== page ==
Let me ask you — boys and girls of every age, wouldn’t you like to see something strange? Well, it’s that time of the year again, and by that I mean Halloween. The never ending hot summer days are finally coming to an end. Fall is finally upon us and Halloween’s just a month away, so it’s time to get into the spirit of things. To all you fellow fans of this spooky holiday, I give you Ian Fetterman, a professional jack-o-lantern carver.
Fetterman grew up about half an hour from Muhlenberg in Easton, PA, as a Halloween fanatic, carving pumpkins whenever he could, and, after switching over to synthetic foam pumpkins so they wouldn’t rot, he started receiving orders for his work from all around, eventually becoming a professional pumpkin carver. This brings us to Jack-O-Lantern Lane, an exhibit at the Da Vinci Science Center located next to Cedar Crest College, that shows off about fifty or so of Fetterman’s diverse jack-o-lantern creations.
Jack-O-Lantern Lane offers a massive range of carvings, varying from general Halloween themes and cultural icons to carvings of scientific discoveries and even portraits of scientists themselves. Some of my favorite classic Halloween carvings feature an eerily dark pumpkin with a black cat’s face in front of a full moon and a meta-carving of the well known jack-o-lantern face complete with its own candlestick visible through its mouth, all carved onto the face of pumpkin.
The cultural works range all the way from Harry Potter to first generation Pokemon, “Star Trek” characters, a Minecraft creeper, and even Ms. Frizzle from “The Magic School Bus.” To all you science majors out there, there’s plenty of pumpkins you’ll all get a kick out of. Chemistry majors might enjoy checking out a periodic table jack-o-lantern for the element hydrogen. The biology majors can find works like the March of Progress carved into a pumpkin. There’s even stuff for you physics majors out there like a jack-o-lantern of Da Vinci’s Vitruvian Man transposed on top of Neil Bohr’s classic model of the atom.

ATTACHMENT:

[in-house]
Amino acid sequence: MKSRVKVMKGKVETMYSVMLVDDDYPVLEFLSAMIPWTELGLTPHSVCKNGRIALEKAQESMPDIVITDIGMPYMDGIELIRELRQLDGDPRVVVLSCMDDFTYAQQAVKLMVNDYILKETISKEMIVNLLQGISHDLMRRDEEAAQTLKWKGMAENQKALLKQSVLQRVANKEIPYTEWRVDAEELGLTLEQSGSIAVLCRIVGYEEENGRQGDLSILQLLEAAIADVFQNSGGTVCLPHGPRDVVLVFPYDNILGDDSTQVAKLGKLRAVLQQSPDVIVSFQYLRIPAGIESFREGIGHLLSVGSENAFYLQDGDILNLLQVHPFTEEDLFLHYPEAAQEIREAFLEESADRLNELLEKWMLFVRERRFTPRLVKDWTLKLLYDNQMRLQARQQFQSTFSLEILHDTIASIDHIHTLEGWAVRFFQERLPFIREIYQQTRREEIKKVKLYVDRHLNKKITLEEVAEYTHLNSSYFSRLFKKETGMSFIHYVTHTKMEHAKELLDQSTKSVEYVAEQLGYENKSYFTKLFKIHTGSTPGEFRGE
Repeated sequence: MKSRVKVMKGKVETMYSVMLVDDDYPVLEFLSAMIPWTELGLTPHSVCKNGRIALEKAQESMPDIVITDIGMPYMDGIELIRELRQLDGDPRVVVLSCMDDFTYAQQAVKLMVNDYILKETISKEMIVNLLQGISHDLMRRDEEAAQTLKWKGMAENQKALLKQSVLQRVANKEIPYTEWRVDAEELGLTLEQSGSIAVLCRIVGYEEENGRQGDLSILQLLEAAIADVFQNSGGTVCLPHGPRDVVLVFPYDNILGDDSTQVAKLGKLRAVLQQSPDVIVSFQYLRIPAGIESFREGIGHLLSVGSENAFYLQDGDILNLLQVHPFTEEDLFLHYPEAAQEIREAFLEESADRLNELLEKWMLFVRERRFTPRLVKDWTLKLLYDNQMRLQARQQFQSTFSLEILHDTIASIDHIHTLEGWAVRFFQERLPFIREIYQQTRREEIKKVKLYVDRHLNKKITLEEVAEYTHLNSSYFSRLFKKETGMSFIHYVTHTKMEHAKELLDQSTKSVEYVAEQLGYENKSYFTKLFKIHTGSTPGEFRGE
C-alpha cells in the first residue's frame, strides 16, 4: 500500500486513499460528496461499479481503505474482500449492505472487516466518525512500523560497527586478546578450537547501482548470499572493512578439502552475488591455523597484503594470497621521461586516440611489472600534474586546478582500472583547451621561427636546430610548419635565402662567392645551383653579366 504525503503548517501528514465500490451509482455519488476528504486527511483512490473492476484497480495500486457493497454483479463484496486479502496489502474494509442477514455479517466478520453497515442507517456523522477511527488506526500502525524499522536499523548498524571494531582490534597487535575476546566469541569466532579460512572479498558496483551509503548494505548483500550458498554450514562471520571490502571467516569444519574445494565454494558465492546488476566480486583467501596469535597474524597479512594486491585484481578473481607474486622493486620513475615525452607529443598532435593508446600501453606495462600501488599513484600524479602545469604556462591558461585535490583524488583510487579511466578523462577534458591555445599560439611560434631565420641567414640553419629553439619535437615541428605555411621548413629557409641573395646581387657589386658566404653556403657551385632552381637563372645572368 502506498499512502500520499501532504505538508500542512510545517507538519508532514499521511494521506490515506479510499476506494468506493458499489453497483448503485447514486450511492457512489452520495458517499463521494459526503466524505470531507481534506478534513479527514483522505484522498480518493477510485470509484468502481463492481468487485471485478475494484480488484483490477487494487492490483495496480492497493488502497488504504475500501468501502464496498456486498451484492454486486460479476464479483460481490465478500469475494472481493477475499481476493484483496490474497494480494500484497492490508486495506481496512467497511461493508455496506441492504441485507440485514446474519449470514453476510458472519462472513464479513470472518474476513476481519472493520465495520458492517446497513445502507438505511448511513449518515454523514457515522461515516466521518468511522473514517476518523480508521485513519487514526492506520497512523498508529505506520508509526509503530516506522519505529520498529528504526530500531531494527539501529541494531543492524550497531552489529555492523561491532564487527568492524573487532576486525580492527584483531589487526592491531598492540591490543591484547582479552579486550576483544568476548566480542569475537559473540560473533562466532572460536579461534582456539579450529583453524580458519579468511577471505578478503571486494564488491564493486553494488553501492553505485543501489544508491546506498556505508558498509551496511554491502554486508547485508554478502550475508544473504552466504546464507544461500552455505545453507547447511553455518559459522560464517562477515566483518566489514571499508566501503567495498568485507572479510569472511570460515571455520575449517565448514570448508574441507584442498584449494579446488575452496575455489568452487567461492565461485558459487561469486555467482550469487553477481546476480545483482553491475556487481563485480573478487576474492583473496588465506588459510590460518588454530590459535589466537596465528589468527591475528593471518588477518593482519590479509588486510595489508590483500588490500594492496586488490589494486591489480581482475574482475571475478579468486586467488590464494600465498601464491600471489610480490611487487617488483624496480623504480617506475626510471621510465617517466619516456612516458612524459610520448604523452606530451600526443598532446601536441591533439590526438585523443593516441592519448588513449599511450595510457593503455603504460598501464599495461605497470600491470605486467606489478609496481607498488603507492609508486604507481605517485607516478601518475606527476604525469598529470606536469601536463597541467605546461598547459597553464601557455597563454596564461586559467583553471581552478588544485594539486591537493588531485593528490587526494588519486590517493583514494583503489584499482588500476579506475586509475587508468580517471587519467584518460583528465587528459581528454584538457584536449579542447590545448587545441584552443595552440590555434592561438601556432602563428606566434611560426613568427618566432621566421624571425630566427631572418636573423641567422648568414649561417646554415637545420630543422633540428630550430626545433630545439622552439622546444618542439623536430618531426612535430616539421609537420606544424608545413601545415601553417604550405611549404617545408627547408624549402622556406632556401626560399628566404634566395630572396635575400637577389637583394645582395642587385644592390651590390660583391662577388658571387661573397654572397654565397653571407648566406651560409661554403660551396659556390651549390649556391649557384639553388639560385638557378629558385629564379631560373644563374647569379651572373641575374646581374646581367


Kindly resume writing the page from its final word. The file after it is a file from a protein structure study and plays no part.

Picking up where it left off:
Jack-O-Lantern Lane isn’t just about moving from one piece of art to the next down the line; it’s also filled with many unique science-inspired attractions to keep everyone from the youngest of kids to the oldest of college professors entertained.
The guide at the exhibit spoke about the main theme and core concepts that are in this year’s Jack-O-Lantern Lane. “The theme this year is energy,” she said, pointing out different stations around the exhibit, “so everything is related to energy. Like light energy. Here we talk about thermal cameras for thermal energy. Electricity is a type of energy. We have gears to kinda show motion and energy and how they correspond. Sound funnels for sound is also energy, vibrations and things like that… and then we have a large Newton’s cradle over there too.”
To explain some of the stations she mentioned: the light energy is represented by the miniature face of a house and some miniature pumpkins, where, depending on which of the window sills you placed the pumpkins, all the windows in the house would light up different colors. Some of the jack-o-lanterns were lit up by special heat lights so that their designs would show up on an infrared camera.
Lastly, to all you pumpkin purists out there, don’t discredit these jack-o-lanterns just be- cause they’re made from fake pumpkins. While synthetic pumpkins do break away from the tradition of lighting up your porch with scary looking gourds for one night, or more like a couple weeks, out of the year, they have many advantages when it comes to making a professional artwork out of jack-o-lanterns.
Besides scooping out the guts of the pumpkin, the actual process of carving a synthetic pumpkin is about as difficult as carving a regular pumpkin just with a Dremel knife instead of an X-acto knife. If anything, carving a synthetic pumpkin is even messier than carving a natural one because of all the dust that gets created and blown around from the spinning Dremel blade, a factor you wouldn’t need to worry about with a regular knife blade.
Some of the benefits of using a pumpkin replacement are, of course, the longevity of the jack-o-lanterns, as the synthetic pumpkin won’t ever rot. There are also more artistic uses for the face of a synthetic pumpkin, such as the easy application of paint, giving rise to creations like the camouflaged Minecraft creeper face and the black cat against the moon jack-o-lantern.
Natural or not, I think it’s safe to say that our man Fetterman is King of the Pumpkin patch. Everyone hail to the Pumpkin King!
Jack-O-Lantern Lane will be haunting the Da Vinci Science Center off of Hamilton Boulevard Bypass until the first week of November. General admission to the center and all of their exhibits, including Jack-O-Lantern Lane, costs about $13. Happy Halloween (in, like, a month).